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Grading Design - Good reference materials for new EIT?

Grading Design - Good reference materials for new EIT?

Grading Design - Good reference materials for new EIT?

Hi all,

I'm a recent university grad and starting work as an EIT. I'm interested in learning more about site grading design, reference materials and practice problems that may be available. Our firm typically does small-medium scale municipal (roads, land development, parking, storm ponds, etc.) and I'd like to read and practice as much as I can so that when a task comes across my desk I'll have some good fundamentals down.

What resources would you recommend to a rookie in this area? How did you learn grading design?


RE: Grading Design - Good reference materials for new EIT?

Practice, practice, practice - but of course you need to start somewhere...
Some books I've found helpful are Site Engineering for Landscape Architects by Strom and Nathan, Land Development Handbook by Sidney Dewberry of Dewberry & Davis (very comprehensive reference to land/site development), and Grade Easy by the ASLA (American Society of Landscape Architects). For whatever reason, civil engineering students don't seem to be formally taught grading design in school (at least the civil engineering programs I'm familiar with) but landscape architects have classwork in it, so you're more likely to find a landscape architecture textbook on it. I've found all these books in nearby university libraries but I'm not sure if you'd be so lucky. Strom and Nathan, and the Dewberry book, are in print.
If you can track down any reference or review material for the L.A.R.E. (Landscape Architecture Registration Exam), they have some good material, practice problems and worked examples on site grading.
There's a recent similar thread in the "civil engineering other topics" section, and several posters recommended getting your hands on example site development plans from your area and studying them. If you're in a design firm, you probably already have access to tons of previous plans.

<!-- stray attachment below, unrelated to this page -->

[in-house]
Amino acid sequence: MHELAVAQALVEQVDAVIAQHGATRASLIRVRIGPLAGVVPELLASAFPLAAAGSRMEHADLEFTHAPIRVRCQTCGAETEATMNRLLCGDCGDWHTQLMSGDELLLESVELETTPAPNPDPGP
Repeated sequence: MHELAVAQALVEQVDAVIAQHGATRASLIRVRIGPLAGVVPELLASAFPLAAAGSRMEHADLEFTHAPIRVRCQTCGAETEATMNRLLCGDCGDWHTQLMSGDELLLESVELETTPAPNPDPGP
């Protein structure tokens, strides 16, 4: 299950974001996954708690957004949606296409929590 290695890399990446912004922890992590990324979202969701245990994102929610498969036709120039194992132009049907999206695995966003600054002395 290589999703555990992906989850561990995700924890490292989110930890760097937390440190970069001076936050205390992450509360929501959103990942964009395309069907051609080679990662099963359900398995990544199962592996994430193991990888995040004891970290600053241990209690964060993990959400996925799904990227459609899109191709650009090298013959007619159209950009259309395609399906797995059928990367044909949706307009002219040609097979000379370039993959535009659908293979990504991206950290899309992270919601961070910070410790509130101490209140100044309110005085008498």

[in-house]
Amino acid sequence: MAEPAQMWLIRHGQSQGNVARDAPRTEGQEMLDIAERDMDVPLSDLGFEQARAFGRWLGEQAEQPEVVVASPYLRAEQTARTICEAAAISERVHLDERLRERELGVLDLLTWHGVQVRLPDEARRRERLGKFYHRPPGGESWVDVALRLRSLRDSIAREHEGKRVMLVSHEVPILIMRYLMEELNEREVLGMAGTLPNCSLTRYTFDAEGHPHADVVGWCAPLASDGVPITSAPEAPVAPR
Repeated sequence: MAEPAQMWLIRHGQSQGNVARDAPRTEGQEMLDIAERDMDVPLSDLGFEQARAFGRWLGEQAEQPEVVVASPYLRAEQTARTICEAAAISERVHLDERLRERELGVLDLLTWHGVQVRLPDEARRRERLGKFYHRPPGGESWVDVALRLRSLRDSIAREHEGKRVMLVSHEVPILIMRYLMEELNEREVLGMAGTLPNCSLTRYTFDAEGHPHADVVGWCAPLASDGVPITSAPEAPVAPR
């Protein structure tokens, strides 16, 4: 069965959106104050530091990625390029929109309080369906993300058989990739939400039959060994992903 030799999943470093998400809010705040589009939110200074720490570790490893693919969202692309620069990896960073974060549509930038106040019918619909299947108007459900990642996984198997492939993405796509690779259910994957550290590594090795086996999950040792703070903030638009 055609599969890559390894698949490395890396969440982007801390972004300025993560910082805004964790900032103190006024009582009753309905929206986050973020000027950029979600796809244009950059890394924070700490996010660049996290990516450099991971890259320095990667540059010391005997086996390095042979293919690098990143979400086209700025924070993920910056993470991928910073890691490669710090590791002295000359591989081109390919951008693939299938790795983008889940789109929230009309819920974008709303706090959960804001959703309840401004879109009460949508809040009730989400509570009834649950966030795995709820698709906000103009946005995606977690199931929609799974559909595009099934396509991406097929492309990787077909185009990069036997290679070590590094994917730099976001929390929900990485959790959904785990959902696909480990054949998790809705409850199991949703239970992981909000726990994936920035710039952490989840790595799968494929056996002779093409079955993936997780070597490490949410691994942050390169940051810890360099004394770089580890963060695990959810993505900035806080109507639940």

A cool thing about site grading is that real world examples are free for anyone to look at, all around us. A trip to the regional mall, strip mall or big box store is an opportunity to see examples of site grading for commercial development. A walk around your neighborhood may offer good examples of residential grading. There are some fairly hilly areas around where I live and work, and one thing I like to look at is how grading transitions are handled from lot to lot, development to development, lot to street, etc. - for example, retaining walls or more gradual slopes.
Get familiar with what different slopes and elevation changes actually look and feel like. For example, if you can get your hands on a plan for a detention basin in your area with the typical 3:1 or 4:1 side slopes, walk the site and see what those side slopes actually feel like and what their visual impact is.
I remember parking in a small parking lot in my city and noting how steep the lot was, to the extent that an open car door tended to swing itself shut if the car was parked parallel to the slope. It made an impression on me, that that lot was about as steep as you'd ever want to make a parking lot, if not a little too steep. Later on I was able to go to the county online GIS website, check out the 1 foot contours of the parking lot, and estimate that the pavement slope in the direction of steepest descent was about 10-12% (if I remember correctly).
Those are some of my initial thoughts.

RE: Grading Design - Good reference materials for new EIT?

HEHurst - Thank you for your thoughtful and helpful input on this topic. Very much appreciated.

I will look into tracking down those books for sure and I've asked a Landscape Architect friend for some of their resources too. I'm definitely going to keep my eyes open on the construction site too: as Yogi Berra said - "you can see a lot by looking."

RE: Grading Design - Good reference materials for new EIT?

Site Engineering for Landscape Architects by Strom and Nathan, as noted, is an excellent text.


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